Tag Archives: java

Spring Roo, MongoDB and CloudFoundry on Mac OS X

For an university project I currently need to develop an application in Java using Spring Roo and MongoDB which should be deployed to Cloud Foundry. Spring Roo is tool for rapid development in Java and Cloud Foundry is a Platform as a Service (PaaS) provider. In order to be able to deploy applications on Cloud Foundry, you need to create an account. It will take some time until it is activated, thus you should signup now.

Since installing the required components on OS X 10.7 is not as easy as the tutorials and getting started guides suggest, I decided to write down what I did to get it all working.

I will be using Homebrew to install components. If you haven’t installed it yet, you can do that by executing the following line in Terminal.app:

/usr/bin/ruby -e "$(/usr/bin/curl -fsSL https://raw.github.com/mxcl/homebrew/master/Library/Contributions/install_homebrew.rb)"

I will be deploying my app to Could Foundry and therefore my application will not be executed on my notebook. However we need Spring Roo to generate the project, entities, packages and so on and we need the command line tools of Cloud Foundry to be able to upload our application and start, restart and stop it. I am not sure if MongoDB must be installed on the local machine, since I had it already installed. If an error pops up during the installation or configuration of Spring Roo you can easily install MongoDB using Homebrew.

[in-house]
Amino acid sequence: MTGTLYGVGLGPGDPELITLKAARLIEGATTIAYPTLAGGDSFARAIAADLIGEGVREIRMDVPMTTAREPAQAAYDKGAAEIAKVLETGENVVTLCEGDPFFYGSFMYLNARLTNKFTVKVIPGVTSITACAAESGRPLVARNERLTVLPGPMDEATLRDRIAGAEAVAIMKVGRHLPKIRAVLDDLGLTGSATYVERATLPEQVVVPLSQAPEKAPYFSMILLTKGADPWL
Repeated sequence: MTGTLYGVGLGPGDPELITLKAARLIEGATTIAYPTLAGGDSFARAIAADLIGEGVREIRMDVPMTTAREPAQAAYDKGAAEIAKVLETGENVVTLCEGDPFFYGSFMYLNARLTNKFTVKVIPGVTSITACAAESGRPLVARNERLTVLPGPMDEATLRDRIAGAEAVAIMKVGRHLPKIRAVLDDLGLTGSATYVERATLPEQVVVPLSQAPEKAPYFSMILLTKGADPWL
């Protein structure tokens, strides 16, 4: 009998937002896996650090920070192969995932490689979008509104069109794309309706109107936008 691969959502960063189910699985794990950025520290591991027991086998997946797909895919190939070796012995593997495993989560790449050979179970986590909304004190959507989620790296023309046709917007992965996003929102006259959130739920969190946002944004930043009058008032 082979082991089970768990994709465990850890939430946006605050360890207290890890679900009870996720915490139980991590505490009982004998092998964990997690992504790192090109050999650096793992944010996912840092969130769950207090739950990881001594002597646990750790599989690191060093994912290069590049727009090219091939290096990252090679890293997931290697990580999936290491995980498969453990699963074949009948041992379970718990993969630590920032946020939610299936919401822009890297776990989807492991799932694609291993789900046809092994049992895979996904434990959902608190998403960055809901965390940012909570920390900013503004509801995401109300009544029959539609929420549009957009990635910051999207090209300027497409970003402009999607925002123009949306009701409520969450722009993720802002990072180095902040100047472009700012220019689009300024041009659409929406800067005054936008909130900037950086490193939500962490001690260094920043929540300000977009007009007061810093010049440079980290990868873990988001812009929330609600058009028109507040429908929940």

brew install mongodb
sudo mkdir -p /data/db

If required, you can start MongoDB:

sudo /usr/local/Cellar/mongodb/2.0.5-x86_64/bin/mongod

Next we need to install Spring Roo:

brew install spring-roo

When the installation is finished we first need to navigate to the folder where we want to create the project in and than we can start the interactive command line tool of Roo:

mkdir -p ~./playground/roo-mongodb-cloudfoundry-howto
cd ~./playground/roo-mongodb-cloudfoundry-howto

You are now using the Spring ROO CLI, which can be used to generate projects, entities, execute actions and so on. If want to return to Bash you just need to type exit.

project --topLevelPackage playground.usermanager

The Roo CLI has autocompletion built in, so you could type proj and then hit TAB to complete project. This also works for arguments.

Now we need to setup the MongoDB data store and the generation of the required MVC classes for our web interface.

mongo setup --cloudFoundry true
web mvc setup

We can now already start to create the entities:

entity mongo --class ~.domain.User
field string --fieldName name --notNull --class ~.User
field string --fieldName password --notNull --class ~.domain.User
repository mongo --interface ~.repository.UserRepository --entity ~.domain.User
service --interface ~.service.UserService --entity ~.domain.User

For this example I created an entity User with two string fields name and password as well as a repository and a service class. Since I only want to explain how to set things up this will do for our example.

It is time to package our little application.

web mvc all --package ~.web
perform package

When the perform package is executed for the first time this will take a while. It will be much faster in subsequent calls.

Since we are done with Roo for the moment we exit the Roo tool with exit and will now deploy it to Cloud Foundry.

Spring Roo has an Cloud Foundry add-on, however it does not work with the latest version of Roo and I did not want to manually install an older version of Roo so I decided use the tools provided by Cloud Foundry.